It had been weeks since Acy Grayson III, owner of Let It Shine, a home improvement outfit he runs out of his own home in the suburbs of Cleveland, had vowed to get a Covid vaccine.
Appointments were available.
But Mr. Grayson, who never knows how long a job will take or when a new one will come along, had found it hard to commit to a time and a place. The mass vaccination site where appointments weren’t required was off his beaten path. He didn’t know that a nearby church, Lee Road Baptist, had been dispensing vaccines on Fridays — but the truth is, even if he had, it is unlikely he would have made the short trek to get one there, either.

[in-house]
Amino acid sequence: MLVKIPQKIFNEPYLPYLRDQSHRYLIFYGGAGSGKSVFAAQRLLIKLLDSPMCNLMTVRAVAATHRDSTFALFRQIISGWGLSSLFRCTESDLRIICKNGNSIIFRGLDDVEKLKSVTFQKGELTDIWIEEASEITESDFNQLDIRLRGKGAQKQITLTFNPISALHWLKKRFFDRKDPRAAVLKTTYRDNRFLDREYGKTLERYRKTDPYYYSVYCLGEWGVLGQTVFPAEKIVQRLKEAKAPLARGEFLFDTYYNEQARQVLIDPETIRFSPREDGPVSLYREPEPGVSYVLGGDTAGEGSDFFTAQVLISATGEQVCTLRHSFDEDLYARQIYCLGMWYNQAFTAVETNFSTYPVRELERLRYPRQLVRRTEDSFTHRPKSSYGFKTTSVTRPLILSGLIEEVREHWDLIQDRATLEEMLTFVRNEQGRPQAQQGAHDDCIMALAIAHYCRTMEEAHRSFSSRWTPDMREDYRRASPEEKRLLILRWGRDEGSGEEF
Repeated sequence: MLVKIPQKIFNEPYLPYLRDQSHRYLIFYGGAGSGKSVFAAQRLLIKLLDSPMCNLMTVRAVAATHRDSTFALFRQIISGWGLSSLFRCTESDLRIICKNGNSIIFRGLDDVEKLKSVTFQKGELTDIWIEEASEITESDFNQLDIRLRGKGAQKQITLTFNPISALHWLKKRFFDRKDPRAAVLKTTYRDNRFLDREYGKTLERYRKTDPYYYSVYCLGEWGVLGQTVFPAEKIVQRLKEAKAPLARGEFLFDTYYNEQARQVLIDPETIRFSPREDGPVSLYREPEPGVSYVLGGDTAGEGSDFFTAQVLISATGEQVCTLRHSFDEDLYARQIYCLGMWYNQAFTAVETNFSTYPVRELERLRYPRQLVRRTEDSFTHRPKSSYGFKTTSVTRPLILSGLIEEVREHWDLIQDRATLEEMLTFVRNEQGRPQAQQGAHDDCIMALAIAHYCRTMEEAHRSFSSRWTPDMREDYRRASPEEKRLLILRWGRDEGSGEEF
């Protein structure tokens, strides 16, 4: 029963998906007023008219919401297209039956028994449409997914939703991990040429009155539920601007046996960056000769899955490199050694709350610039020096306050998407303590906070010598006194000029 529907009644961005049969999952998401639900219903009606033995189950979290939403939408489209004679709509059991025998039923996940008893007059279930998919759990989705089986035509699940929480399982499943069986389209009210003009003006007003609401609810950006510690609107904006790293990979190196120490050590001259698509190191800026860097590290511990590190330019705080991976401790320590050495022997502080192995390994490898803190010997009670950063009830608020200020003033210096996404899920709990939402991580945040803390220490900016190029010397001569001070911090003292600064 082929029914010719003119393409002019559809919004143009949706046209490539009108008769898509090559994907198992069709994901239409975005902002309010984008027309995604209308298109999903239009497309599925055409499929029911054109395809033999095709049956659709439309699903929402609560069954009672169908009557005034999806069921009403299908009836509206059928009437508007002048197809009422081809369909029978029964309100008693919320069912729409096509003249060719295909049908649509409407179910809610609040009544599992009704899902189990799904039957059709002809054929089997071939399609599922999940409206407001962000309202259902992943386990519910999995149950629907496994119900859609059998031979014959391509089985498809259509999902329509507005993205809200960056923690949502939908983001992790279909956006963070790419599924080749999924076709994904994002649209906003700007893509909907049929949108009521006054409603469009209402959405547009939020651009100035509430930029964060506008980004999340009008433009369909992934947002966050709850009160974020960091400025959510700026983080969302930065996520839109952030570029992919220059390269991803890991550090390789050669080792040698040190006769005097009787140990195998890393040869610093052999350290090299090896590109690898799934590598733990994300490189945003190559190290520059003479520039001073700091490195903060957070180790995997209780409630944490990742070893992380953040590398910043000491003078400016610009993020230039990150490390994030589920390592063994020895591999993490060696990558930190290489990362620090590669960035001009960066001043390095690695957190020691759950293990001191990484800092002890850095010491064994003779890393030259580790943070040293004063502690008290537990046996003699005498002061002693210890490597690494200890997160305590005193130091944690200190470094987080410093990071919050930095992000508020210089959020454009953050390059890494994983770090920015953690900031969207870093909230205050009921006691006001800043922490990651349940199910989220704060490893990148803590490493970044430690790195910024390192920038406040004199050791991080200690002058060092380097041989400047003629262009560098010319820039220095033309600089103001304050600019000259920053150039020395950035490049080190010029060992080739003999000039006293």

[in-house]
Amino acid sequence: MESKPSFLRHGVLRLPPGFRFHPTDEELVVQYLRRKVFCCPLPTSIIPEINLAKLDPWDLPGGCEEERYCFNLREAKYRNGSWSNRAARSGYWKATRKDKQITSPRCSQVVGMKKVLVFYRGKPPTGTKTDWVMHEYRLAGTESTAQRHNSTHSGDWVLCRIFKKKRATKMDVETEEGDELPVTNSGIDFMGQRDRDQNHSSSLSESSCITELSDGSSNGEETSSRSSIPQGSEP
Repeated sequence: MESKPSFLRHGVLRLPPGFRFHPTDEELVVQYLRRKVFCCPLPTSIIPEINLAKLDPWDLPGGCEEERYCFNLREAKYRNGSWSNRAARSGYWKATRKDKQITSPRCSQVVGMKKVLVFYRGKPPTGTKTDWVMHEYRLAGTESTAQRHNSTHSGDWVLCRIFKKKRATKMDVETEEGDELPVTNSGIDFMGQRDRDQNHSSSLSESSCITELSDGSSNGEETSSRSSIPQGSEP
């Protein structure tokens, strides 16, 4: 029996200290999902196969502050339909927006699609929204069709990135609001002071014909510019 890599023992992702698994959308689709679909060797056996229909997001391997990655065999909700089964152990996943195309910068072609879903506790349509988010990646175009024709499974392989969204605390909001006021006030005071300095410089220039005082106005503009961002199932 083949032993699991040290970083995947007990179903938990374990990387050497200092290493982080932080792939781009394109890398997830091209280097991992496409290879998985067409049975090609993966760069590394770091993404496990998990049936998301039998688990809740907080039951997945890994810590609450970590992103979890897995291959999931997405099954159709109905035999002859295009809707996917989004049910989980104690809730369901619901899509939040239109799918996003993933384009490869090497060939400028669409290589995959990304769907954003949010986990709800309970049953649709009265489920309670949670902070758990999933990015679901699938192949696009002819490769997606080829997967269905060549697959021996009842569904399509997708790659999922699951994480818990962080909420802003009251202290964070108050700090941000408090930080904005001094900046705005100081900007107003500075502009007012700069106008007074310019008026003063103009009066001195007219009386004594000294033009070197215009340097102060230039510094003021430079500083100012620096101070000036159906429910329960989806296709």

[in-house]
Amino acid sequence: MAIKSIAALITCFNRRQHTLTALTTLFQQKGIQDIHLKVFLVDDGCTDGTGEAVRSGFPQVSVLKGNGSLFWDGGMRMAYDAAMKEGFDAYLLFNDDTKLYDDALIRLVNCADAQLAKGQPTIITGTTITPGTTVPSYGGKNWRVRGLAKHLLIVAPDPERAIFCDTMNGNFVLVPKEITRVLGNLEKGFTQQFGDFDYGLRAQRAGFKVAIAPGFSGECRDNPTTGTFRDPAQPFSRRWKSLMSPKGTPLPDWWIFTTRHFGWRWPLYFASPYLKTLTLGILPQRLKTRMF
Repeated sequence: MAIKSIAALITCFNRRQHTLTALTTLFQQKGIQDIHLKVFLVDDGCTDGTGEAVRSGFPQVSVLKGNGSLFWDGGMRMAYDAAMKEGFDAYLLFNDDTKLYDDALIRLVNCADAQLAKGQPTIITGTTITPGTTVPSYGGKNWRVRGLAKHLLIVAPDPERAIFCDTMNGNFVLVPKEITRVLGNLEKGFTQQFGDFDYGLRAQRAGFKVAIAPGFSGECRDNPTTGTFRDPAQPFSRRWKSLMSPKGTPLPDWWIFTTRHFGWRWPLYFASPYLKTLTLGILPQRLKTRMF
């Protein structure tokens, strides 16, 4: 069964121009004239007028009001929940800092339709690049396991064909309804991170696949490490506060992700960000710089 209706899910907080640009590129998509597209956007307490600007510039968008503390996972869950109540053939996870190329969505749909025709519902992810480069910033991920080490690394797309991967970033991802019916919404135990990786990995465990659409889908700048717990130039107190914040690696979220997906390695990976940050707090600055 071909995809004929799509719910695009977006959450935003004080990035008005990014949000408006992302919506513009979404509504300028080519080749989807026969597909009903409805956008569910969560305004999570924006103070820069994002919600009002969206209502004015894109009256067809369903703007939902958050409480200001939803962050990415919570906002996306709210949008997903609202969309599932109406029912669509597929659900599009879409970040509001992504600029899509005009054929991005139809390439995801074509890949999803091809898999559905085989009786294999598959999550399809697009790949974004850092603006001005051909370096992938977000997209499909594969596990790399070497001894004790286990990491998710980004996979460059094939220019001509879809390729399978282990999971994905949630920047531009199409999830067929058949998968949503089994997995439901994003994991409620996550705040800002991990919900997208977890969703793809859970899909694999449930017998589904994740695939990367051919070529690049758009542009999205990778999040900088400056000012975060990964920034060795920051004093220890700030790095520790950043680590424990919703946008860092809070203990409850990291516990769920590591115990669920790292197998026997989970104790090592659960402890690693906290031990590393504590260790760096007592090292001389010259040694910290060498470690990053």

“I know you’re trying to find out the reason people aren’t doing it,” Mr. Grayson said on a recent afternoon. “I’m going to tell you. People are trying to take care of their household. You don’t have much time in the day.”
The slowdown in vaccinations across the country has often been attributed to a blend of misinformation and mistrust among Americans known as “vaccine hesitancy.” But Mr. Grayson belongs to an overlooked but sizable group whose reasons for remaining unvaccinated are not about opposition to the shots or even skepticism about them.